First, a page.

College enrollment of low-income students decreases
Within the past eight years, many college students have witnessed an increase in financial assistance offered by their respective colleges. Despite this additional support, en- rollment rates from low-income high school graduates have significantly decreased, according to data gathered from an annual Census Bureau survey. Overall college enrollment by high school students from the bottom 20 percent of family incomes has decreased by 10 percent, the most significant drop in 40 years. Although increasing costs of tuition could explain this drop in enrollment, another possible reason for this decline is increasing availability of jobs for recent high school gradu- ates, particularly due to the recovery from the 2008 recession. According to The Washington Post, policymakers are concerned about these data trends since over half of the nation’s public school students come from low-income family backgrounds.
American colleges increase food and agricultural degree programs
According to a recent article in the Los Angeles Times, colleges in the United States have begun develop- ing new degree programs to allow students to study food and agriculture. Approximately 30 colleges in the U.S. have formal food studies programs, allowing students to pursue a major or minor in food, agriculture or nutritional studies. These programs involve classroom lectures, as well as laboratory instruction and fieldwork in campus gardens or local farms. Other universities have more traditional degrees in environmental science that involve food-related studies but do not focus on them entirely. Wellesley College is one of those schools, offering interdisciplinary environmental science courses. According to Krishnendu Ray, the nutrition, food studies and public health department chair at New York University, more students within the United States have become attracted to food-related programs at colleges.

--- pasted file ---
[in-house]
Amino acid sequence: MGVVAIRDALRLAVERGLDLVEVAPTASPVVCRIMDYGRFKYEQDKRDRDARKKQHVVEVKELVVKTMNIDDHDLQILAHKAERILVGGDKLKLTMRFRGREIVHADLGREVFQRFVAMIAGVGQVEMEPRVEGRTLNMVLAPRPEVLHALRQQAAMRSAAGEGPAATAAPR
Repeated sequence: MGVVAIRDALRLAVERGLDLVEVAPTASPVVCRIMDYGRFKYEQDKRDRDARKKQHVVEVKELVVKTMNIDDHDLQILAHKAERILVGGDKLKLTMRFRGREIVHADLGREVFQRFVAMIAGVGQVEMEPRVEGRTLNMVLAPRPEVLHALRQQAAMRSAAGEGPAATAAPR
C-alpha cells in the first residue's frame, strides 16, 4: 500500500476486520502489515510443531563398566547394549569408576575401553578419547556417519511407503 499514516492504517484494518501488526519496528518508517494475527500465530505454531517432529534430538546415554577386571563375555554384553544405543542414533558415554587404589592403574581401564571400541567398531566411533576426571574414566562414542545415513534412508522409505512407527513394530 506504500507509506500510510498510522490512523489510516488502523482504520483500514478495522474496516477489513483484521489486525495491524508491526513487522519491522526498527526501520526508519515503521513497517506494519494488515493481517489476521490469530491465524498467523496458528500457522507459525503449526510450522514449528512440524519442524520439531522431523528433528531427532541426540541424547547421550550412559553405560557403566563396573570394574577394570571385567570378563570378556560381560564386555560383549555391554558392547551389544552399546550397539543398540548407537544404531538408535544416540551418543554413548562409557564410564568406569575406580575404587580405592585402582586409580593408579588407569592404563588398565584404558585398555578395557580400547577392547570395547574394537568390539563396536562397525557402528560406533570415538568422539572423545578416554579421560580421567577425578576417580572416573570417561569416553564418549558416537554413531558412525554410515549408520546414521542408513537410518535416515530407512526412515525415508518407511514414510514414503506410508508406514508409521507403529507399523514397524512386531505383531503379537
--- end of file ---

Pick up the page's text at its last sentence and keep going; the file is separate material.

According to the Campus Computing Project (CCP)—a study examining how information technology impacts higher education—college administrators have become concerned about the use of cloud computing in data storage. Their major concern is privacy and lack of security in storing personal information about students. According to University Business, CCP surveys showed that many colleges also do not have tactical procedures for IT disaster recovery. Additionally, 12 percent of the survey participants stated that their college campuses utilize cloud computing for administrative services, a three percent growth from last year. The study also revealed that more college campuses are offering free online educational resources, including digital textbooks and online lectures, contributing to more cost-efficient methods of instruction. According to the survey, 96 percent of the participants acknowledged that technology has great prospective in enhancing educational outcomes for college students.
Sabrina Leung ‘18 is the Digital Editor majoring in International Relations-Political Science with a minor in History. She is best reached at email@example.com or @sabrinatzleung on Twitter.